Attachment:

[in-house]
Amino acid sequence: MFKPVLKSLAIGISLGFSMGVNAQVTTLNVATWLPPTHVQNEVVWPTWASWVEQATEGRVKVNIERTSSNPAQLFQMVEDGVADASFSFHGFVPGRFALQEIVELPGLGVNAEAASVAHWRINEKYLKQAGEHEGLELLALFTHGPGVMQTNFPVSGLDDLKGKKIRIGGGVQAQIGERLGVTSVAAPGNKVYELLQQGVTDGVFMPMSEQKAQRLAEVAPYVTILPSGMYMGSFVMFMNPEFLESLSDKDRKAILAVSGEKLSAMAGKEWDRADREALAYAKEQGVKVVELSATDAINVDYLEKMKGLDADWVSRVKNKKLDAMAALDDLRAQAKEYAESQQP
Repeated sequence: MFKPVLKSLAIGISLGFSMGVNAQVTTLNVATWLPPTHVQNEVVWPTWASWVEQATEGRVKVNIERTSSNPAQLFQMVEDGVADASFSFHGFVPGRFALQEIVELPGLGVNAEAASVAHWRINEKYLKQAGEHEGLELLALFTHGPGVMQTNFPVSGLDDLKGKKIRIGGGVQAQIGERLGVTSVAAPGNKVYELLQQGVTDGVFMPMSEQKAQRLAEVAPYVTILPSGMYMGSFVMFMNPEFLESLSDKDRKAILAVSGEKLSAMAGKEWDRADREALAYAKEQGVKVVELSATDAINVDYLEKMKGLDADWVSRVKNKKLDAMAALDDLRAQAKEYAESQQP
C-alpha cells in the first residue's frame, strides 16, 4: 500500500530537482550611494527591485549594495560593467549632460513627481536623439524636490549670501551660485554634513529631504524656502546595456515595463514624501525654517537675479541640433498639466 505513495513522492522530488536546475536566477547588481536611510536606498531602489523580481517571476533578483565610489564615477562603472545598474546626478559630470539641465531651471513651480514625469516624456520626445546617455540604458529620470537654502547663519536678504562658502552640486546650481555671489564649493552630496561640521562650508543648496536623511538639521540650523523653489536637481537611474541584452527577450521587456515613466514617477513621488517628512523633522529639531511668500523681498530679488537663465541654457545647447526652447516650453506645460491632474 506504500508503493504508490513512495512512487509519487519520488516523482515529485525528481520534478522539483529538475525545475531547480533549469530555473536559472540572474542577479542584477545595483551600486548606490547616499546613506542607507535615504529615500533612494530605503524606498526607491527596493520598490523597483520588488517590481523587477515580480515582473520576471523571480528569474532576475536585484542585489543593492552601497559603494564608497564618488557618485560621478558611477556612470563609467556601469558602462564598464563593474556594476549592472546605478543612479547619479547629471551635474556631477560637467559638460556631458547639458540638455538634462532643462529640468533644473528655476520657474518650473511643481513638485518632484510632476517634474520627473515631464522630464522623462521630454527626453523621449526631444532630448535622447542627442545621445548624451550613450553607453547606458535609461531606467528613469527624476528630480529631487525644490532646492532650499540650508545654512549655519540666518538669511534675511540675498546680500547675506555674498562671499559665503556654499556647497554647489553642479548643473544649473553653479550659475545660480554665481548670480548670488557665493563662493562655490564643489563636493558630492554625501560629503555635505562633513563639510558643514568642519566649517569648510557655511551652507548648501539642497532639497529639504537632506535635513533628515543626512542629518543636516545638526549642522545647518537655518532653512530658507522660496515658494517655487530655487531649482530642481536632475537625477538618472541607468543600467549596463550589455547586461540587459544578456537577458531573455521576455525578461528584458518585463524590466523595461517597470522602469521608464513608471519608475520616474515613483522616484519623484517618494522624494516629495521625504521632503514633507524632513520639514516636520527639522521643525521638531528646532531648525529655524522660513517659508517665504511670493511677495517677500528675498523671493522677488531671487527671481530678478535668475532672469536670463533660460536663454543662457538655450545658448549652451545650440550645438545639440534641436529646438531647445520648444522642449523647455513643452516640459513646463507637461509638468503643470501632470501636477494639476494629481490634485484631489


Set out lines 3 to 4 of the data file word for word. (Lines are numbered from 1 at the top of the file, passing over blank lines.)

Repeated sequence: MFKPVLKSLAIGISLGFSMGVNAQVTTLNVATWLPPTHVQNEVVWPTWASWVEQATEGRVKVNIERTSSNPAQLFQMVEDGVADASFSFHGFVPGRFALQEIVELPGLGVNAEAASVAHWRINEKYLKQAGEHEGLELLALFTHGPGVMQTNFPVSGLDDLKGKKIRIGGGVQAQIGERLGVTSVAAPGNKVYELLQQGVTDGVFMPMSEQKAQRLAEVAPYVTILPSGMYMGSFVMFMNPEFLESLSDKDRKAILAVSGEKLSAMAGKEWDRADREALAYAKEQGVKVVELSATDAINVDYLEKMKGLDADWVSRVKNKKLDAMAALDDLRAQAKEYAESQQP
C-alpha cells in the first residue's frame, strides 16, 4: 500500500530537482550611494527591485549594495560593467549632460513627481536623439524636490549670501551660485554634513529631504524656502546595456515595463514624501525654517537675479541640433498639466 505513495513522492522530488536546475536566477547588481536611510536606498531602489523580481517571476533578483565610489564615477562603472545598474546626478559630470539641465531651471513651480514625469516624456520626445546617455540604458529620470537654502547663519536678504562658502552640486546650481555671489564649493552630496561640521562650508543648496536623511538639521540650523523653489536637481537611474541584452527577450521587456515613466514617477513621488517628512523633522529639531511668500523681498530679488537663465541654457545647447526652447516650453506645460491632474 506504500508503493504508490513512495512512487509519487519520488516523482515529485525528481520534478522539483529538475525545475531547480533549469530555473536559472540572474542577479542584477545595483551600486548606490547616499546613506542607507535615504529615500533612494530605503524606498526607491527596493520598490523597483520588488517590481523587477515580480515582473520576471523571480528569474532576475536585484542585489543593492552601497559603494564608497564618488557618485560621478558611477556612470563609467556601469558602462564598464563593474556594476549592472546605478543612479547619479547629471551635474556631477560637467559638460556631458547639458540638455538634462532643462529640468533644473528655476520657474518650473511643481513638485518632484510632476517634474520627473515631464522630464522623462521630454527626453523621449526631444532630448535622447542627442545621445548624451550613450553607453547606458535609461531606467528613469527624476528630480529631487525644490532646492532650499540650508545654512549655519540666518538669511534675511540675498546680500547675506555674498562671499559665503556654499556647497554647489553642479548643473544649473553653479550659475545660480554665481548670480548670488557665493563662493562655490564643489563636493558630492554625501560629503555635505562633513563639510558643514568642519566649517569648510557655511551652507548648501539642497532639497529639504537632506535635513533628515543626512542629518543636516545638526549642522545647518537655518532653512530658507522660496515658494517655487530655487531649482530642481536632475537625477538618472541607468543600467549596463550589455547586461540587459544578456537577458531573455521576455525578461528584458518585463524590466523595461517597470522602469521608464513608471519608475520616474515613483522616484519623484517618494522624494516629495521625504521632503514633507524632513520639514516636520527639522521643525521638531528646532531648525529655524522660513517659508517665504511670493511677495517677500528675498523671493522677488531671487527671481530678478535668475532672469536670463533660460536663454543662457538655450545658448549652451545650440550645438545639440534641436529646438531647445520648444522642449523647455513643452516640459513646463507637461509638468503643470501632470501636477494639476494629481490634485484631489